Never one to shy away from controversy, Finn has expanded his remarks on Conan. Rather than get into Conan here, I’ll just say that he thinks “Queen of the Black Coast” isn’t one of Howard’s best Conan tales. While I’ve not posted anything new in my series on Conan (see links in the sidebar) in a while due to other projects, I’ve not given up on the series and will save my remarks for upcoming installments.
I do have a few gripes about the book overall, though nothing major. At the front is a map of West Central Texas during Howard’s time, showing the roads. Mark told me at ConDFW last weekend that he had pieced the map together from several maps and had removed more than one road that didn’t exist in Howard’s lifetime by hand. He missed one major highway, though: Interstate 20. The interstates weren’t built until a couple of decades after Howard’s death. This might seem to be a minor thing, but it does call into question the accuracy of the rest of the map. For what it’s worth, the interstate is near the top in the middle of a number of other highways (I used a magnifying glass to confirm it was there), and thus easy to miss. I personally don’t think it’s a huge deal.
A map of Cross Plains during Howard’s lifetime would have been nice, though. Surely it wouldn’t have been too difficult to obtain one. I was also disappointed in the number of photos. Each chapter opens with a photo. There’s no section of photographs, and some of the more famous ones are missing. Primarily on this point, there’s no photo of Novalyne Price. I’m not that crazy with the one on the cover, either. In fairness, I realize that copyright issues probably prevented Finn from including some of the photos most readers might expect. Also, more pictures of Cross Plains in the 20s and 30s would have been a nice touch. And I’ve never seen a drawing or map of the Howard property at the time of his death. Where was the car parked? Was it outside or in a garage? Did they even have a garage? Also, Howard took to wearing a mustache near the end of his life. Did he still have it when he died? It’s clearly visible in the last known photo of him (included in the book).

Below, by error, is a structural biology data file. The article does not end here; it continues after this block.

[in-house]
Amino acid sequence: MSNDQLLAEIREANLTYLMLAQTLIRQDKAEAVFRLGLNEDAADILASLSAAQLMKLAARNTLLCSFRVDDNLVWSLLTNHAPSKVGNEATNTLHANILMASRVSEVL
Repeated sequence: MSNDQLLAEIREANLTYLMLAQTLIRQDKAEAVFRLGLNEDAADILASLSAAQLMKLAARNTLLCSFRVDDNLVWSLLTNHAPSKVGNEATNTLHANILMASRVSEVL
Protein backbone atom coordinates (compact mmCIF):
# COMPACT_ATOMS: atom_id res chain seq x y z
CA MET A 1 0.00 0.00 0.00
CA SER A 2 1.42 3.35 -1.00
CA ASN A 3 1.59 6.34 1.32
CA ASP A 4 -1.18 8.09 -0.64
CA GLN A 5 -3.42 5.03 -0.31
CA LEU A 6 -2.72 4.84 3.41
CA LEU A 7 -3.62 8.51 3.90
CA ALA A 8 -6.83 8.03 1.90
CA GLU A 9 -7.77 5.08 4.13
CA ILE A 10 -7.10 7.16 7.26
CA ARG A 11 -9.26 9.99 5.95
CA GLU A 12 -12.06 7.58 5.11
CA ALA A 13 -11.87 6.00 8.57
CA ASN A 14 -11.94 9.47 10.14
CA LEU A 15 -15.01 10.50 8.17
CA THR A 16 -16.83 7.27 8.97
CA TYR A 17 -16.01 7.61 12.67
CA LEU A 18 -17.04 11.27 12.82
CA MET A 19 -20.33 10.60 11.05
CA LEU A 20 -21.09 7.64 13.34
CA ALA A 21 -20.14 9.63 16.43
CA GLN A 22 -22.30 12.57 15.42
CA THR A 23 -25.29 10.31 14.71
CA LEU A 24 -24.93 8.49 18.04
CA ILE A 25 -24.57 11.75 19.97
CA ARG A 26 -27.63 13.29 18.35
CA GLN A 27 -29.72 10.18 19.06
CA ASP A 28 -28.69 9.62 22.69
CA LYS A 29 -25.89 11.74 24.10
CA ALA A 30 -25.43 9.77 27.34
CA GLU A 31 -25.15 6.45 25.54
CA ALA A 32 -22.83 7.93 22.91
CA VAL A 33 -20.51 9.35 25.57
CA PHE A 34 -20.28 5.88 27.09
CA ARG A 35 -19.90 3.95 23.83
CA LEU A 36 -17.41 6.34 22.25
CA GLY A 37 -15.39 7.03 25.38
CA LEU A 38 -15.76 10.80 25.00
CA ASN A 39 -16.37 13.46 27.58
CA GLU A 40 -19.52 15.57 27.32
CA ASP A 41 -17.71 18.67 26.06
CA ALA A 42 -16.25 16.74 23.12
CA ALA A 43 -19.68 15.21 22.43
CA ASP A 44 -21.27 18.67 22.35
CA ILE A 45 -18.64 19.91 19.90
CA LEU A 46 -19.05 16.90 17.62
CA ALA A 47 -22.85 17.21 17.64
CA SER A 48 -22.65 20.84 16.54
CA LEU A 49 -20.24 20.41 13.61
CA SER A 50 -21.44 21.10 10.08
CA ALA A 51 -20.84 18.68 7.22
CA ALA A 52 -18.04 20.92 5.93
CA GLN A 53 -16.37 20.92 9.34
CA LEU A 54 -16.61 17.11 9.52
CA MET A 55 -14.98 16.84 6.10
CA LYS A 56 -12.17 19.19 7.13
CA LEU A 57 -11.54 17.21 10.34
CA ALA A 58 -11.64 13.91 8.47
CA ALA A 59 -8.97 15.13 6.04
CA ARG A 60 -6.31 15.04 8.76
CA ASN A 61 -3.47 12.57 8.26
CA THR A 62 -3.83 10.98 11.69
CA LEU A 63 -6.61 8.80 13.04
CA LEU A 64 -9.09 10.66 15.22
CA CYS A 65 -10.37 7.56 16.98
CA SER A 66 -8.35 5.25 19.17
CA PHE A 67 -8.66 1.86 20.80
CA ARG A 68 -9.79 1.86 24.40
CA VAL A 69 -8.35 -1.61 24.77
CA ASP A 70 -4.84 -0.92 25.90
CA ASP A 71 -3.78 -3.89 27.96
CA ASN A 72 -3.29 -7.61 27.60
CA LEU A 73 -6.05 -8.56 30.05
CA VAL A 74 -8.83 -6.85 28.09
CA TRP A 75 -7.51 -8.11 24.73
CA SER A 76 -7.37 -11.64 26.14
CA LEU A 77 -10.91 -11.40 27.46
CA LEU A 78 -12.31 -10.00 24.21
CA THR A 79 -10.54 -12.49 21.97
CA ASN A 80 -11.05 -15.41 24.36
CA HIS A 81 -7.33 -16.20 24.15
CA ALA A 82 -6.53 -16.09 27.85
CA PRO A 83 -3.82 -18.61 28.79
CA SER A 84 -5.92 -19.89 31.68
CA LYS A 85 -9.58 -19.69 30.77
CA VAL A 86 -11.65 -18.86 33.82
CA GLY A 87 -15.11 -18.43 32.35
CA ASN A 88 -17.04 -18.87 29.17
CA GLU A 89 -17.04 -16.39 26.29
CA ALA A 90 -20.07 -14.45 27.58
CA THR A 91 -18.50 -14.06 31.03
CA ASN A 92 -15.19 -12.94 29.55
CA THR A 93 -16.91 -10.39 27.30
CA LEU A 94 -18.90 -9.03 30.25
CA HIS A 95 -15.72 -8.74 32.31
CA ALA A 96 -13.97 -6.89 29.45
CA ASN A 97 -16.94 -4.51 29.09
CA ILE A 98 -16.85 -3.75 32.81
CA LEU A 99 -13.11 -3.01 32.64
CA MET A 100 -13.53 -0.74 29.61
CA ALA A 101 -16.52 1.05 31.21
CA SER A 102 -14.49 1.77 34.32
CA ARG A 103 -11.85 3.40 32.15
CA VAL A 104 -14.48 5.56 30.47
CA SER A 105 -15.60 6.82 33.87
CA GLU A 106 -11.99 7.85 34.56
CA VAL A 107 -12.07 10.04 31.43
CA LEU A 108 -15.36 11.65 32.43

Overall, though, this a major work. Howard scholarship and fandom are contentious enough that it would be easy to stoop to the level of picking nits (which I’m sure some will say the preceding two paragraphs did). Finn has set the standard here by which future biographical projects will be measured. By examining the cultural influences on Howard, Finn has expanded the avenues by which scholars can approach their subject. I would like to see further analysis of Howard’s humor for example. Still, this is a volume that belongs in the library of any serious fan of Texas literature, Robert E. Howard, or the pulps.
Publications from the REHF Press tend to be priced out of the range of the casual fan. The production values make them worth the money, and the limited print runs mean if you want a copy, don’t wait. While popular titles go through more than one printing, not all of them do. While I have every expectation this one will see a second printing, they take time. If you want a copy, grab one now.